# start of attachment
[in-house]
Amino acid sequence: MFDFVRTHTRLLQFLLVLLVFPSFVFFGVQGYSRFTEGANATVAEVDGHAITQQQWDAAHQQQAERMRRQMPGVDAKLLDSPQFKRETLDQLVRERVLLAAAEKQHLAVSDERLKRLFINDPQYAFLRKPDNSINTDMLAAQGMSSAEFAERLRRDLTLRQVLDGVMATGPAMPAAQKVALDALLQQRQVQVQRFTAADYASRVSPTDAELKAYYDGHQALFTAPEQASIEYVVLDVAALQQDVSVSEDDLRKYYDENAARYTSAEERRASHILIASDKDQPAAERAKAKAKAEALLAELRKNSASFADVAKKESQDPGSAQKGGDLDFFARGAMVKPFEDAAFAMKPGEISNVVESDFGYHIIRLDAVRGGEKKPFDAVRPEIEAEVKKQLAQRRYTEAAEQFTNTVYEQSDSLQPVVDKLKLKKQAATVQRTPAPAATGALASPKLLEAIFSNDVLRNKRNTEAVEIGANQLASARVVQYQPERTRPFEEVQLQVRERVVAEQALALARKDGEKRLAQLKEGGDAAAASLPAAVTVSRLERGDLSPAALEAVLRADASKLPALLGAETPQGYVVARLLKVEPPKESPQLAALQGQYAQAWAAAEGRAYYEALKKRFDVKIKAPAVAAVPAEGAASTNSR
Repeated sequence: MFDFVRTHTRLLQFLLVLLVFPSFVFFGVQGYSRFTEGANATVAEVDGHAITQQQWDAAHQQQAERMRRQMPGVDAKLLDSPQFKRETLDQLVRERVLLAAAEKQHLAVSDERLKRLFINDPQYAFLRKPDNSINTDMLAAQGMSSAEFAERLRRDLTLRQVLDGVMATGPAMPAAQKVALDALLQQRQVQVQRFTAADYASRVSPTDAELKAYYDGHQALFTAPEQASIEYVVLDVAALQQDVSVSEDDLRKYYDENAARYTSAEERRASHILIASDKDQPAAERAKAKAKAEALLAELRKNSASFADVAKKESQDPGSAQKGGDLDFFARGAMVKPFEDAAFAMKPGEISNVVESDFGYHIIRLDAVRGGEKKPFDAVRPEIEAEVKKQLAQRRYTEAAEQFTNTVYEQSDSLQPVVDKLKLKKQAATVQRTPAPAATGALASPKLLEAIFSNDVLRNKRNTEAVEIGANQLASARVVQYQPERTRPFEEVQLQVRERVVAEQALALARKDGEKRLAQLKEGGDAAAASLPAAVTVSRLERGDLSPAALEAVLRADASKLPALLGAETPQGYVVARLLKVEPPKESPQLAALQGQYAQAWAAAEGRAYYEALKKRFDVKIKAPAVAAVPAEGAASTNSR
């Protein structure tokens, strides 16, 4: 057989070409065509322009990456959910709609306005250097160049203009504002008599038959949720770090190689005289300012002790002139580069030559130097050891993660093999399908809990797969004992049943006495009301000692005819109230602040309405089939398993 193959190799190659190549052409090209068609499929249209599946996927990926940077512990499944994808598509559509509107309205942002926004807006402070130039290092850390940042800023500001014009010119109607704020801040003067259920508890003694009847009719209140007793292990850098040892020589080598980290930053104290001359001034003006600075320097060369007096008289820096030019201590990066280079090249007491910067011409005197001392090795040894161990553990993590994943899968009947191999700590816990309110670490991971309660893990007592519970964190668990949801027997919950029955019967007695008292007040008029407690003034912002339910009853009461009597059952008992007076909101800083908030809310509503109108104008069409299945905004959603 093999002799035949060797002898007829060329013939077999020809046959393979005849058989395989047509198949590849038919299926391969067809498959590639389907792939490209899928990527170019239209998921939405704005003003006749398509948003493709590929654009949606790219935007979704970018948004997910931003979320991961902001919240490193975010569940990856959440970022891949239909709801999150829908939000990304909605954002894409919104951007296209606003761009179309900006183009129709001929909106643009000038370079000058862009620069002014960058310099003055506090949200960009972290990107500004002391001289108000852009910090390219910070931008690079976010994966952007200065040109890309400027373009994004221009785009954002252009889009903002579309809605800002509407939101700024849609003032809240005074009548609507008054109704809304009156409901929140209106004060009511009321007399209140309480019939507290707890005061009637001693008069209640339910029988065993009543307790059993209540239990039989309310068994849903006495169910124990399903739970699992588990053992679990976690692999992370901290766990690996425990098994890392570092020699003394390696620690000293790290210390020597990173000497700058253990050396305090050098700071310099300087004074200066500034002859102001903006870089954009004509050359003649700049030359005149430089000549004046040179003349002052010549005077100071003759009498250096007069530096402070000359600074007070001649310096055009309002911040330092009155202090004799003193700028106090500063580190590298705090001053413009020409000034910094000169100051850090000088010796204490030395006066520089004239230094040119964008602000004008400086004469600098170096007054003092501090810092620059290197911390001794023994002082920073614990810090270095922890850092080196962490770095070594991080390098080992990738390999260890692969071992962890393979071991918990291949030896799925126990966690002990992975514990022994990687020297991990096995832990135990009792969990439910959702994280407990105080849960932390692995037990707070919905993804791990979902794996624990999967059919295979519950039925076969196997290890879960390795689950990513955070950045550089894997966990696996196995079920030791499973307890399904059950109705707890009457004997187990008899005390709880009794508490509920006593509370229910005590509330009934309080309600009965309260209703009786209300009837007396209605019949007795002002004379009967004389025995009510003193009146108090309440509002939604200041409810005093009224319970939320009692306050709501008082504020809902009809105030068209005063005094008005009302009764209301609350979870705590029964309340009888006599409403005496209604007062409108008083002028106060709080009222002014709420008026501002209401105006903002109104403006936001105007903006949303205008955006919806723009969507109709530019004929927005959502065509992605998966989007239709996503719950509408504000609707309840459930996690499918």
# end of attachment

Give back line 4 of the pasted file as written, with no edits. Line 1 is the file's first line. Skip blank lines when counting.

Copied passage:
């Protein structure tokens, strides 16, 4: 057989070409065509322009990456959910709609306005250097160049203009504002008599038959949720770090190689005289300012002790002139580069030559130097050891993660093999399908809990797969004992049943006495009301000692005819109230602040309405089939398993 193959190799190659190549052409090209068609499929249209599946996927990926940077512990499944994808598509559509509107309205942002926004807006402070130039290092850390940042800023500001014009010119109607704020801040003067259920508890003694009847009719209140007793292990850098040892020589080598980290930053104290001359001034003006600075320097060369007096008289820096030019201590990066280079090249007491910067011409005197001392090795040894161990553990993590994943899968009947191999700590816990309110670490991971309660893990007592519970964190668990949801027997919950029955019967007695008292007040008029407690003034912002339910009853009461009597059952008992007076909101800083908030809310509503109108104008069409299945905004959603 093999002799035949060797002898007829060329013939077999020809046959393979005849058989395989047509198949590849038919299926391969067809498959590639389907792939490209899928990527170019239209998921939405704005003003006749398509948003493709590929654009949606790219935007979704970018948004997910931003979320991961902001919240490193975010569940990856959440970022891949239909709801999150829908939000990304909605954002894409919104951007296209606003761009179309900006183009129709001929909106643009000038370079000058862009620069002014960058310099003055506090949200960009972290990107500004002391001289108000852009910090390219910070931008690079976010994966952007200065040109890309400027373009994004221009785009954002252009889009903002579309809605800002509407939101700024849609003032809240005074009548609507008054109704809304009156409901929140209106004060009511009321007399209140309480019939507290707890005061009637001693008069209640339910029988065993009543307790059993209540239990039989309310068994849903006495169910124990399903739970699992588990053992679990976690692999992370901290766990690996425990098994890392570092020699003394390696620690000293790290210390020597990173000497700058253990050396305090050098700071310099300087004074200066500034002859102001903006870089954009004509050359003649700049030359005149430089000549004046040179003349002052010549005077100071003759009498250096007069530096402070000359600074007070001649310096055009309002911040330092009155202090004799003193700028106090500063580190590298705090001053413009020409000034910094000169100051850090000088010796204490030395006066520089004239230094040119964008602000004008400086004469600098170096007054003092501090810092620059290197911390001794023994002082920073614990810090270095922890850092080196962490770095070594991080390098080992990738390999260890692969071992962890393979071991918990291949030896799925126990966690002990992975514990022994990687020297991990096995832990135990009792969990439910959702994280407990105080849960932390692995037990707070919905993804791990979902794996624990999967059919295979519950039925076969196997290890879960390795689950990513955070950045550089894997966990696996196995079920030791499973307890399904059950109705707890009457004997187990008899005390709880009794508490509920006593509370229910005590509330009934309080309600009965309260209703009786209300009837007396209605019949007795002002004379009967004389025995009510003193009146108090309440509002939604200041409810005093009224319970939320009692306050709501008082504020809902009809105030068209005063005094008005009302009764209301609350979870705590029964309340009888006599409403005496209604007062409108008083002028106060709080009222002014709420008026501002209401105006903002109104403006936001105007903006949303205008955006919806723009969507109709530019004929927005959502065509992605998966989007239709996503719950509408504000609707309840459930996690499918």